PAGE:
• Who are we?• Weltec• Porirua• Stories
  • Workshop Overview• What you know about DST?• History of DST (Joe Lambert) – short video• Share theories• Show ways we have used DST• Explore the importance of storytelling• Engage you in some thinking and reflection
  • What is Digital Story Telling? http://www.storycenter.org/history/
  • Why should we use it in education? To be successful as learning tool, storytelling processes must incorporate critical, reflective dialogue and establish shared meanings that enable us to examine, explain and creatively reconstruct events”. (Zepke, p.47).
  • How do we do it? Own your emotionsOwn your Insights Find the moment Construct your storyPublish your story Tell your story Reflect & review your story Get Feedback Assemble your story Review your story
  • Think of a storyTellers (this means all of you)•Think of a story you would like to tell and mullit over as we talk. Something about a great orbad learning experience might be appropriate.•Perhaps some of the things we say will help youclarify your story.•Then we’ll ask you to share the story - toinvolve listeners.
  • The 7 Elements of DST• Point of view• Dramatic question• Emotional content• Voice• Soundtrack• Economy• Pacing
  • DST in Education? The Racist Teacher The Racist Teacher My teacher My teacher Temaia DST in Treaty of Waitangi & Cultural Responsiveness Course Assessments (Ko Wai Au) ..Ko Wai AuKo Wai Au.avi
  • Alterio & McDrury (in Zepke)Levels of engagement: tellers and listeners Teller Listener Connecting with context Connecting with context Telling the story Listening to the story Clarifying events Clarifying events Engaging in dialogue (critical and Engaging in critical reflective reflective) dialogue Constructing new knowledge Constructing new knowledge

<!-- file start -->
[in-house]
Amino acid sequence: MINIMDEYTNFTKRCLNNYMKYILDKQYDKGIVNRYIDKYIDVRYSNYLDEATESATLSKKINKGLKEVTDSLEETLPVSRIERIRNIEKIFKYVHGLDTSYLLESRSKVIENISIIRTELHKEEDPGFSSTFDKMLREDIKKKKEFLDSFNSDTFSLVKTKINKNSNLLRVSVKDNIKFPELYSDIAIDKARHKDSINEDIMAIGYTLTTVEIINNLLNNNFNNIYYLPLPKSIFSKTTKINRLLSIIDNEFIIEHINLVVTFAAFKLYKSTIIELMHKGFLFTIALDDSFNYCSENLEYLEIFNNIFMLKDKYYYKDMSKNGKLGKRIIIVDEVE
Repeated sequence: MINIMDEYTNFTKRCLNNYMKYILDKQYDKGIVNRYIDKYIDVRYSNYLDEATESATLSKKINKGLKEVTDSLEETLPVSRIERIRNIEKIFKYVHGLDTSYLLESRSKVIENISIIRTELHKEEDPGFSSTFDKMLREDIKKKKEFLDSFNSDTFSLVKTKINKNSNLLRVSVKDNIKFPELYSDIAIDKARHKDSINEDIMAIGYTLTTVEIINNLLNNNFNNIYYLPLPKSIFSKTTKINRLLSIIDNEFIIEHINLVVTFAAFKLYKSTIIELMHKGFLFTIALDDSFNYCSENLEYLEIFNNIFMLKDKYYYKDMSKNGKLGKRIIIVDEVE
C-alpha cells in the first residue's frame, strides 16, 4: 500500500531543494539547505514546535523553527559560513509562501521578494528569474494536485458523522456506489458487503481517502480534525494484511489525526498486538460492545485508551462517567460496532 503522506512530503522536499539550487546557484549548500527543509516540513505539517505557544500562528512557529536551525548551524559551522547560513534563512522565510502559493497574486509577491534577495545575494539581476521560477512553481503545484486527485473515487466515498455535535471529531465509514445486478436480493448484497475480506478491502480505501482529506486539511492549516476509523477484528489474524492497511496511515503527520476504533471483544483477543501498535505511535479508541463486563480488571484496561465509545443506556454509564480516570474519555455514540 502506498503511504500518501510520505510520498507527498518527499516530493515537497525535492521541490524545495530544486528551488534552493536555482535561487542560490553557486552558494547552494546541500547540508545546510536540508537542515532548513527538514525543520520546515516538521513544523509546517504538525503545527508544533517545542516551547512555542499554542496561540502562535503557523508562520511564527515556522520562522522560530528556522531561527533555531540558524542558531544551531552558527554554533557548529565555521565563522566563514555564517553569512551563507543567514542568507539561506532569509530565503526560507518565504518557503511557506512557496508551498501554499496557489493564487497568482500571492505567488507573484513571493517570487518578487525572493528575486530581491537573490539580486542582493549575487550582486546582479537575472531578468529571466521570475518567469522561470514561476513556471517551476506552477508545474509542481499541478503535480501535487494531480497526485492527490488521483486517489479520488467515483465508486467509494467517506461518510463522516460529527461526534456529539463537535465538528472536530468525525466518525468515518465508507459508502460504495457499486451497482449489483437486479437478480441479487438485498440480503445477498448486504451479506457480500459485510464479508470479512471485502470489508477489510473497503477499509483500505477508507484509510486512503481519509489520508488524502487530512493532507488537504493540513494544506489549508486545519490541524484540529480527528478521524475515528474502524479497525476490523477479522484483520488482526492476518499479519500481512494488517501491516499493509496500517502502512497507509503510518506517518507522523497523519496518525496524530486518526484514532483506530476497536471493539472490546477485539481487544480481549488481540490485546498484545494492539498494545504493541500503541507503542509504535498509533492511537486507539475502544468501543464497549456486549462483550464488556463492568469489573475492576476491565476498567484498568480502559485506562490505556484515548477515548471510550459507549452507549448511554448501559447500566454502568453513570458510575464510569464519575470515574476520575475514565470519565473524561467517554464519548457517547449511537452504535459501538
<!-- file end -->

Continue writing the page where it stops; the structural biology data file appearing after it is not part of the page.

• Activity•In groups of 3.•Tell your story (everyone in group)•Decide which story to develop further and explain why−which elements does it have?
  • Reminder: 7 elements• Point of view• Dramatic question• Emotional content• Voice• Soundtrack• Economy• Pacing
  • Tell your stories to the group• What story was chosen?• Why?• What’s important?• What are the main elements?
  • How will you use DST in your teaching?• Discussion and Feedback
  • References & Further ReadingAlterio, M & McDrury, J. (2012). Collaborative learning using reflective storytelling. In Zepke, N,Nugent, D & Leach, L. (eds) Reflection to transformation. (pp. 40-57). Wellington, NZ: DunmorePress.Attwood, B & and Magowan, F. (2001). (Eds). Telling stories. Wellington, New Zealand: BridgetWilliams Books.Center for Digital Storytelling. Retrieved from: http://www.storycenter.org/history/Fulford, R. (1999). The triumph of narrative: Storytelling in the age of mass culture. Toronto,Canada: Anansi. Retrieved from http://www.robertfulford.com/NarrativePreface.htmlMakwakwa, V. (n.d). Capture Wales: Tell your story. [Web log message]. Retrieved fromhttp://www.speak2bfree.com/blog/tag/capture-wales/Smith, L.T (2006). Decolonizing methodologies: Research and indigenous peoples. Dunedin, NewZealand. University of Otago Press.